I grew up as a huge Capcom fan. I had nearly every game the house of Mega Man released, and I credit Street Fighter II as one of the titles that solidified my place in gaming culture for life.
But it wasn’t enough for me to simply play them; I began designing my own on pencil and paper. After I had what I thought was a solid idea and some concept art, I would stuff my heartfelt creations in a large envelope and send it off to Capcom in hopes of seeing one of my ideas come to life.
I was too young at the time to know that Capcom was legally obligated to not look at my work, so I blindly sent more and more game ideas. Maybe if pursuing a career in development while I was growing up was as widely accepted as it is today, I would have had the foresight to take the necessary steps in making my childhood dream a reality.
Now, post-high school institutes such as DigiPen and Full Sail that are dedicated to molding the future of game development are available to eager students, but why can’t video game education begin much earlier? Extracurricular activities like sports or band start in the sixth grade for most schools, so this could also be a good time to add game development as an option.
Pioneering that exact sentiment is Mr. Bobby Morales of Sun Ridge Middle School in El Paso, Texas.
During the day he teaches sixth grade science and social studies, but for a couple hours after school, he helps guide a group of nine imaginative kids through their first foray into video game development. Besides wanting to share his love of video games with the next generation in a unique way, Mr. Morales "wanted to provide middle school students with an opportunity to gain skills not normally acquired in middle school." Unfortunately, that was easier said than done.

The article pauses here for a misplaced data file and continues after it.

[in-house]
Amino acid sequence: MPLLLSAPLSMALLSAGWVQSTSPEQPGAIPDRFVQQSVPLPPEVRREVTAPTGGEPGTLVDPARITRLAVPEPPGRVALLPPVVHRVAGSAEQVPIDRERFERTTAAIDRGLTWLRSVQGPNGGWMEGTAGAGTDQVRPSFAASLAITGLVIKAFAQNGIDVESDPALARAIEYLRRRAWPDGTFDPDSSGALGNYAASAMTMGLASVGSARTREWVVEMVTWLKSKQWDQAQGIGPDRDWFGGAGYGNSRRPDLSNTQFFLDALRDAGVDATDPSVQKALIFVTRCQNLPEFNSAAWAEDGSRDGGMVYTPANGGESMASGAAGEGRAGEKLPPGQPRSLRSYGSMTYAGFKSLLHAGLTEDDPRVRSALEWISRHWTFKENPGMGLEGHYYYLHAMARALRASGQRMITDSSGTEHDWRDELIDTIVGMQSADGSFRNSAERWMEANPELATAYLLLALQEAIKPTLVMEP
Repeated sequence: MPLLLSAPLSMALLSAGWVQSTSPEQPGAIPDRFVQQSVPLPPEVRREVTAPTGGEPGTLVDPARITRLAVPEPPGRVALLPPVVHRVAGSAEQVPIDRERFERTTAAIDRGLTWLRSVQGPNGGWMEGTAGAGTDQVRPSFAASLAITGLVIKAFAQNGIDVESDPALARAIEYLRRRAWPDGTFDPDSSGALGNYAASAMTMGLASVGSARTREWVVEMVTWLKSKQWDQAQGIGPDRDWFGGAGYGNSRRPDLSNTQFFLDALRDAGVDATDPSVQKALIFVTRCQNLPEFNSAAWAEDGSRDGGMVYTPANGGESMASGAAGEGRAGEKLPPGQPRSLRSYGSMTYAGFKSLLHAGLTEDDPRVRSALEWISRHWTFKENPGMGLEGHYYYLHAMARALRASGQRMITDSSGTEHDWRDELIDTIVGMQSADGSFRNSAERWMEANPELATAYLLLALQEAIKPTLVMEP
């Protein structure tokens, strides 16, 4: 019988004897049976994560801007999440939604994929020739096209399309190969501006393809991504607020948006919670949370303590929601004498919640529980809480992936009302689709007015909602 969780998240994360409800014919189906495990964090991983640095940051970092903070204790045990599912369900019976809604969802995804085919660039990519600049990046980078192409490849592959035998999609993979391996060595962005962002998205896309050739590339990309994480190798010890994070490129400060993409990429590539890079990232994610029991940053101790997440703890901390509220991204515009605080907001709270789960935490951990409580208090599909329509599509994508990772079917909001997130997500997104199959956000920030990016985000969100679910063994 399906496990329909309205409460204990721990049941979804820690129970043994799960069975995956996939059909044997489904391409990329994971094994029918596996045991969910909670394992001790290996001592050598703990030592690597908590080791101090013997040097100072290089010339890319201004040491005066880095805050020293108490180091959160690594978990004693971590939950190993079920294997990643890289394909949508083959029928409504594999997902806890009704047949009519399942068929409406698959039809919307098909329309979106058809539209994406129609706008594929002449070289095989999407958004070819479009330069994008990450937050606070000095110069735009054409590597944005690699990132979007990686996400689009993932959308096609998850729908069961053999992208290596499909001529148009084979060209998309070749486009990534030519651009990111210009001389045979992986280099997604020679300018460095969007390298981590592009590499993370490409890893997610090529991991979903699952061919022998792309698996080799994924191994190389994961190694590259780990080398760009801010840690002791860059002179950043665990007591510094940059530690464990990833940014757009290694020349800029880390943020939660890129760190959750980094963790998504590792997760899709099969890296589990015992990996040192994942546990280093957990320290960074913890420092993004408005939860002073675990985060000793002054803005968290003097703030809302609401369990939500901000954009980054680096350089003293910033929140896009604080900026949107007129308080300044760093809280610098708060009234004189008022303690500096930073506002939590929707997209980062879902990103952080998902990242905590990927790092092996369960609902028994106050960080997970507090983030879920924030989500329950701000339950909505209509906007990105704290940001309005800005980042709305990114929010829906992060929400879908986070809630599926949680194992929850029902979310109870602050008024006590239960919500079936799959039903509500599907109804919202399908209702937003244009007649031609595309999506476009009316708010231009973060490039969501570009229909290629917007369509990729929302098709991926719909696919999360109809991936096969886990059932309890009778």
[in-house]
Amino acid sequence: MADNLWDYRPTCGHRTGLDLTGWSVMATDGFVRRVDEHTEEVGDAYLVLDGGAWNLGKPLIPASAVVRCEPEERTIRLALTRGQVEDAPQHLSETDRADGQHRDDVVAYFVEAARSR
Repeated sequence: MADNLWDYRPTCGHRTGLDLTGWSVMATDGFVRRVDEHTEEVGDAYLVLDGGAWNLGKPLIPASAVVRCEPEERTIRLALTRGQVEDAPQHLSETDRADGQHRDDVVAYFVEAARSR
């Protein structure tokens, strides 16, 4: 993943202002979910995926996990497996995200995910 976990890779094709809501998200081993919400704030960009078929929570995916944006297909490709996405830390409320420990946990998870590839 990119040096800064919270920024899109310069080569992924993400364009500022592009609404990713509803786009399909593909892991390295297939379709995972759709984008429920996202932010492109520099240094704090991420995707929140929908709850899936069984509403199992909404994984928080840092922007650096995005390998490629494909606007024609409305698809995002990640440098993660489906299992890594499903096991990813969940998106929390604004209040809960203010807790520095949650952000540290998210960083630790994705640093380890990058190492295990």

The administration at the previous school where Mr. Morales taught made it difficult to create the class due to their lack of motivation and support; they didn’t see it as a viable path of education. Although he tried very hard to get the class going, he was ultimately forced to file away his idea and revisit it later.
When Mr. Morales started teaching at his current school, he chose to introduce his ambitions to a new audience. His second year at Sun Ridge Middle School proved to be the perfect time to yet again pursue the creation of a game-making class. With the full support of the principal, Bobby Morales got the green-light to start recruiting students for his dream program.
Interest was high among students. When sign-ups ended and the class began, Mr. Morales ended up with a dedicated group of nine enthusiastic students. Now, the fun begins….
After much deliberation, the kids decided to make an 8-bit Plants vs. Zombies clone called Students vs Zombie Teachers. How appropriate, don’t you think?
When I was invited to view what they were working on, I was pleasantly surprised to see how devoted and organized they were –all had their own specific roles in the creation of the game. The two girls to sign up were responsible for the story and level design while the boys had the duty of making the character sprites, levels, and coding using a rather deep program called Game Maker 8.1 Lite.
I had a chance to see some of the storyboards the girls were working on, and I’m thoroughly impressed with their imagination. The story they came up with is worthy enough to become a Saturday morning cartoon. Seriously.
What’s the story, you ask? Well, you’ll just have to wait until the end of the school year when they finish their game. I'll provide updates as they progress, and when Students vs Zombie Teachers is completed, I will be hosting it on Unjadeable for everyone to download and enjoy.